.Amazon Author Page for David Hawkes
Over the last 20 years, the concept of ‘economic’ activity has come to seem inseparable from psychological, semiotic and ideological experiences. In fact, the notion of the ‘economy’ as a discrete area of life seems increasingly implausible. This returns us to the situation of Shakespeare’s England, where the financial had yet to be differentiated from other forms of representation. This book shows how concepts and concerns that were until recently considered purely economic affected the entire range of sixteenth and seventeenth century life.
Using the work of such critics as Jean-Christophe Agnew, Douglas Bruster, Hugh Grady and many others, Shakespeare and Economic Theory traces economic literary criticism to its cultural and historical roots, and discusses its main practitioners. Providing new readings of Timon of Athens, King Lear, The Winter’s Tale, The Merchant of Venice, Measure for Measure, the Sonnets, Julius Caesar, Macbeth and The Tempest, David Hawkes shows how it can reveal previously unappreciated qualities of Shakespeare’s work.
The Culture of Usury in Renaissance England
Hardcover: 210 pages
Usury is entrenched in the twenty-first century world. Recently, however, public opinion has been shifting back to the strongly hostile view of usury held by humanity for millennia before the rise of capitalism. This book examines the ways in which usury was perceived and portrayed at the very beginning of its rise to power. David Hawkes examines early modern English depictions of usury in a wide variety of literary media: plays, pamphlets, poems, political economy, and parliamentary debates. It suggests that knowledge of such portrayals may help us settle accounts with the vastly expanded form taken by usury in our own time.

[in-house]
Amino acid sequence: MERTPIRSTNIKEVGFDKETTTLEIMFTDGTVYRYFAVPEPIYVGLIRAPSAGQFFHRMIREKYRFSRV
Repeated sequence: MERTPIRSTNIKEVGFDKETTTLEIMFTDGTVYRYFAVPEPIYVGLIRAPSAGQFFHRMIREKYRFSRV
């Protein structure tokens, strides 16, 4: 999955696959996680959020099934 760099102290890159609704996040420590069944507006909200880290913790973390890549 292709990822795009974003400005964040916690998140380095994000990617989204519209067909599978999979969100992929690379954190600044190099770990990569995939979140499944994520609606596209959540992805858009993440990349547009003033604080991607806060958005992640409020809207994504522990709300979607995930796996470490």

John Milton: A Hero of Our Time
Hardcover: 356 pages
John Milton — poet, polemicist, public servant, and author of one of the greatest masterpieces in English literature, Paradise Lost — is revered today as a great writer and a proponent of free speech. In his time, however, his ideas far exceeded the orthodoxy of English life; spurred by his conscience and an iron grip on logic, Milton was uncompromising in his beliefs at a time of great religious and political flux in England. In John Milton, David Hawkes expertly interweaves details from Milton’s public and private life, providing new insight into the man and his prophetic stance on politics and the social order. By including a broad range of Milton’s iconoclastic views on issues as diverse as politics, economics, and sex, Hawkes suggests that Milton’s approach to market capitalism, political violence, and religious terrorism continues to be applicable even in the 21st century.This insightful biography closely examines Milton’s participation in the English civil war and his startlingly modern ideas about capitalism, love, and marriage, reminding us that human liberty and autonomy should never be taken for granted.
|The Faust Myth: Religion and the Rise of Representation
Hardcover: 256 pages
This book argues that the world has sold its soul to Satan. To make this case, Hawkes undertakes a careful, precise analysis of what the terms ‘soul’ and ‘Satan’ have meant historically. Focusing on the story of Dr. Faustus, which he argues is the definitive myth of the modern era, Hawkes claims that the autonomous, individual human subject has become dissolved in a sea of representation. The system of performative signs that we call ‘the market’ functions today as an openly magical power, existing only in our minds, but ruling the world nonetheless, and systematically extinguishing the essence of humanity. Hawkes describes how this situation has arisen using a wide-ranging, trans-national account of the versions of Faust presented by Marlowe, Calderon, Milton, Moliere, Goethe, Byron, Dostoevsky, Wilde, Thomas Mann, Ngugi Wa’Thiongo and Salman Rushdie. Literary scholars, historians, philosophers and even economists will find fascination and instruction in this comprehensive, original book.